I disagree with with your article in the fact that the shareholders in a cableco may be further endangered by sticking their head up and being noticed in this time of patent strife.

    BTW, I’ve always enjoyed your articles and look forward to your comments.

    Clay S Perreault
    Founder, Digifonica International
    Founder, Galaxy Telecom Ltd.

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  6. It’s only a matter of time before Vonage is bought by someone with deep pockets.

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  7. Charlie Sierra Tuesday, April 10, 2007

    When will the lawyers begin to go after Vonage’s IPO Bankers?

    With Demoncrats in DC and an election cycle in desperate need of stories, especially about the how the little guy always gets the raw deal, this should be a popular news angle. No?

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  8. OM – Vonage is seems to be sitting on some cash. At least on Yahoo Finance they show a few shillings in the bank (about $554 Million). Based on that number the stock price is below the cash value. Can you ask around and verify? Of course Bloomerberg would be a better source.

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  9. Om, why buy the cow when the milk will be free?

    Charter’s move is interesting, but not unexpected. With voice being IP, it really doesn’t matter where the customer is located.

    This is the first step, a really big first step. A MSO is moving out of their footprint. The cable wars have begun. Why wouldn’t Charter target Cox or Time Warner Cables customers next? The reason they have not done so in the past was because they didn’t want to get into a price war. Charter is the first mover here, look for others to quickly jump in. I knew that the cable wars would begin, but I didn’t think it would begin this quickly.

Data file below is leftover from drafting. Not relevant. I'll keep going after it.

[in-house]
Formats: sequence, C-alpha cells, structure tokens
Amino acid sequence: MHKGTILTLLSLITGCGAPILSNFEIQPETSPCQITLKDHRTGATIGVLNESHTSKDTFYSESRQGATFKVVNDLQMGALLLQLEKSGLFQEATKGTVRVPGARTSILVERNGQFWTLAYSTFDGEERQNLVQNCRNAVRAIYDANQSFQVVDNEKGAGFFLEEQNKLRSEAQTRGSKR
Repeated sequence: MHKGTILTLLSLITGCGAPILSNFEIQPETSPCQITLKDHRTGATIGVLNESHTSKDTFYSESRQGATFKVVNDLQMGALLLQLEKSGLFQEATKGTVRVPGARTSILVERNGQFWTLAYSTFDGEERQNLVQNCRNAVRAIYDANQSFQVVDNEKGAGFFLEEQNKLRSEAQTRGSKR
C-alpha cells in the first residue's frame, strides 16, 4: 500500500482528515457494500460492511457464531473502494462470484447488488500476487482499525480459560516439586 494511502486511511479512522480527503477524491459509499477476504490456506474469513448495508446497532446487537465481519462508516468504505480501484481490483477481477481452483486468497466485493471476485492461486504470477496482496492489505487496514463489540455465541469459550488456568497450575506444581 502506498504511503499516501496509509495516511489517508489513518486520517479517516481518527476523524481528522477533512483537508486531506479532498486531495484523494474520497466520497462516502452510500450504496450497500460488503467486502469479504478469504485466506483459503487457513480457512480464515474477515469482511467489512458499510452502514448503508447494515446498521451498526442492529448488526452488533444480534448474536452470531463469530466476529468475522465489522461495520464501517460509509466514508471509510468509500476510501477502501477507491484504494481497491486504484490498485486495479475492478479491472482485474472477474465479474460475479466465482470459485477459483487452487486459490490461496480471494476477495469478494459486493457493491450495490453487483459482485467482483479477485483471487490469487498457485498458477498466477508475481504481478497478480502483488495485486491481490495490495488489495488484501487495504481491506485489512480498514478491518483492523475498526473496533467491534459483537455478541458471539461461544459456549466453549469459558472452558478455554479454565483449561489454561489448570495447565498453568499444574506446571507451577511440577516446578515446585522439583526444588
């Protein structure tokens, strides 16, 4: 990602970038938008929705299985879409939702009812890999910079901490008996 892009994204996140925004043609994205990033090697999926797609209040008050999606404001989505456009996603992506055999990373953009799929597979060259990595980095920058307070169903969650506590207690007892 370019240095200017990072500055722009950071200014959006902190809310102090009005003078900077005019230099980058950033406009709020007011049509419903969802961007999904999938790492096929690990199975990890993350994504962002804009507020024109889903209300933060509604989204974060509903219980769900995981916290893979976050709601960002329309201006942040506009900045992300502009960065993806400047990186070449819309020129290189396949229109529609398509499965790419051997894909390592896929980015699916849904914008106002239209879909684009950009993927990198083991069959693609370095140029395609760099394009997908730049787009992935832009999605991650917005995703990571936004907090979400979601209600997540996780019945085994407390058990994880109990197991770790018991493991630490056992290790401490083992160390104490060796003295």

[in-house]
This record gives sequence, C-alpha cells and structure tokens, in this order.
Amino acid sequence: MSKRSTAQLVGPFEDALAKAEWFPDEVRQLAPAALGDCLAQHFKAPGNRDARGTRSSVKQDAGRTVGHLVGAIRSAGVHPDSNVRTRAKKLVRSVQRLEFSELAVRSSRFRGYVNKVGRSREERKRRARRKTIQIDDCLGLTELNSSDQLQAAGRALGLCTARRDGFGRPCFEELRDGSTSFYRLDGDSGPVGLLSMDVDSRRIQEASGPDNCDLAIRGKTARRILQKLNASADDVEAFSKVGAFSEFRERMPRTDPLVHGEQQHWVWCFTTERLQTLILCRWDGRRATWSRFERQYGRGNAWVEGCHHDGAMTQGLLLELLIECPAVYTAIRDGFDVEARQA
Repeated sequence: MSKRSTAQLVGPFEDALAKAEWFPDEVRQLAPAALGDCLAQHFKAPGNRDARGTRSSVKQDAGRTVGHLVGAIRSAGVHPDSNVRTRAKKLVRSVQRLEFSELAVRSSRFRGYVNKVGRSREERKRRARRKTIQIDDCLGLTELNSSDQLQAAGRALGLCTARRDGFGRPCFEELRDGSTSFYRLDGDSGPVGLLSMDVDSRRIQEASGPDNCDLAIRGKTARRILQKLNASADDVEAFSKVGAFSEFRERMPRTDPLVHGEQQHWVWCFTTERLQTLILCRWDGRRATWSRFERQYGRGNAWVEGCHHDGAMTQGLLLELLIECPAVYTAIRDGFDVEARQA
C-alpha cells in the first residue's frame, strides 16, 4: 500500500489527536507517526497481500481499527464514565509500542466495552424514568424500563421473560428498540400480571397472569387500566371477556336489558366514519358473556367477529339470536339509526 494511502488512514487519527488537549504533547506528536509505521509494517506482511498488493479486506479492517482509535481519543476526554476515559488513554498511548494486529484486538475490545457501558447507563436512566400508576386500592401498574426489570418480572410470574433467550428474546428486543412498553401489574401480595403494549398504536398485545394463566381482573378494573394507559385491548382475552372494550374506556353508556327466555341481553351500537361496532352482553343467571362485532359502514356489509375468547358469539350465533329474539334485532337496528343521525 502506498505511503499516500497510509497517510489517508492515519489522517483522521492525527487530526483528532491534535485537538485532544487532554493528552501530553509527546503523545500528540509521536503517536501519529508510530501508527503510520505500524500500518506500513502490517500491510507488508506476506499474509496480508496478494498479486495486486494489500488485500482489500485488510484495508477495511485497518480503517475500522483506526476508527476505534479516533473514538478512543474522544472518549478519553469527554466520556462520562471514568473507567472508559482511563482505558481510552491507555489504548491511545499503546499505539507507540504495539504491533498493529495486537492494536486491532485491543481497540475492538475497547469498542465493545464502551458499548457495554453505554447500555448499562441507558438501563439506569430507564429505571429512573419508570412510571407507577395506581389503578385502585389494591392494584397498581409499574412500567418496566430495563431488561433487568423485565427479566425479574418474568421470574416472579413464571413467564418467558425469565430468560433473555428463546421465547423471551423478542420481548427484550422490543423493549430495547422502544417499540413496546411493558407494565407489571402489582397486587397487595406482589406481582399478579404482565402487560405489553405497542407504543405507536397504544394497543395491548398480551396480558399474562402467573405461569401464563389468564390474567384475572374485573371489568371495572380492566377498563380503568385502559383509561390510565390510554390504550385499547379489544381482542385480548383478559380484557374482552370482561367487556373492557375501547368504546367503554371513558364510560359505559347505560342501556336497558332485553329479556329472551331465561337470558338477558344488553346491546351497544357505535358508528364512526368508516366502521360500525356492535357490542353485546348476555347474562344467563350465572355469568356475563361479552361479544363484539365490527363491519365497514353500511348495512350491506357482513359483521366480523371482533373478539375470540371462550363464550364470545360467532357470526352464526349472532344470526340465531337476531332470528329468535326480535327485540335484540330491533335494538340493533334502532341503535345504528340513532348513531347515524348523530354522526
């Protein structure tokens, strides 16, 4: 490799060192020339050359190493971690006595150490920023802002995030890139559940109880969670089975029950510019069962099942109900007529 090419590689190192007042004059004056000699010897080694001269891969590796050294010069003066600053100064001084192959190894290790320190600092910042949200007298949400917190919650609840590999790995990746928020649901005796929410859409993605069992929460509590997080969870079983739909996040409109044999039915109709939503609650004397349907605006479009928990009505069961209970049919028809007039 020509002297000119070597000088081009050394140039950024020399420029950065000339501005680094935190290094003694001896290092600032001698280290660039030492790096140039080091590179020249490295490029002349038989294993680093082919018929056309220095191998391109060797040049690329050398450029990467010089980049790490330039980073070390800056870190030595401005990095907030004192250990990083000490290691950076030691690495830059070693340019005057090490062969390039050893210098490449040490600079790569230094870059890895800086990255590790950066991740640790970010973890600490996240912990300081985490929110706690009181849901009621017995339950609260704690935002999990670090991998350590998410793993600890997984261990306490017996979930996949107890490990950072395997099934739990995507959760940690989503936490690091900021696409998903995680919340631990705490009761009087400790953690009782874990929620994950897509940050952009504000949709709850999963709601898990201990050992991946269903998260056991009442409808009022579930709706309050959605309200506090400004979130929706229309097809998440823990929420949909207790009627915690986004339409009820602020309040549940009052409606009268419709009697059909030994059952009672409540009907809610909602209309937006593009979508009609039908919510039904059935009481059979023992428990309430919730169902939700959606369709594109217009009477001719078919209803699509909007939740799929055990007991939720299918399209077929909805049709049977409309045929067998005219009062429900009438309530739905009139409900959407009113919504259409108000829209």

As for Verizon going after others, they might try to pick off some of the other pure plays, but they won’t move against a cable company. A David vs. Goliath fight is fine, but who wants to get into the ring with another Goliath?

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  10. RandomThoughts guy sort of has the right idea, but I suspect the Charter move is a simple cherry pick / re-direct of VoIP ad budgets. Its smart.

    The cableco’s have a pretty delicate infrastructure when it comes to their VoIP deployments and they don’t currently support out of network customers. I also don’t think this is the first shot across the bow for CableCo’s to all of a sudden starting to compete with themselves. There are strict franchising rules for MSOs and its complicated to offer services out of network.

    Plus competition will only erode the obvious price fixing Cable Operators engage in with their pricing schemes. The margins on VoIP and High Speed Data are very high; and what people don’t realize is that those products limit the quality and diversity of regular cable tv programming since bandwidth must be allocated to those services.

    That said, Verizon should realize that forcing Vonages customers off the system will most likely force them to Cable provided VoIP. This is going to make it that much harder for Vz or AT&T to migrate those customers over to the FTTx networks down the road.

    The Cable operators would love nothing more than to see Vonage go down in flames since Vonage is probably 2nd or 3rd on the list of most bandwith intensive applications riding for “free” on thier networks behing BitTorrent and other P2P networks.

    Somewhere in this argument lies a network neutrality issue, but its hidden behind all of the obvious patent and legal issues.

    Lastly, its not clear the cable operators are going to side-step this whole patent issue either. Its smart for Vz to go after poor & unsophisticated Vonage. Get an injunction and case law in the books then go after the big dogs. I’m sure all the major cable operators have their counsel carefully studying their liability issues.

    Drew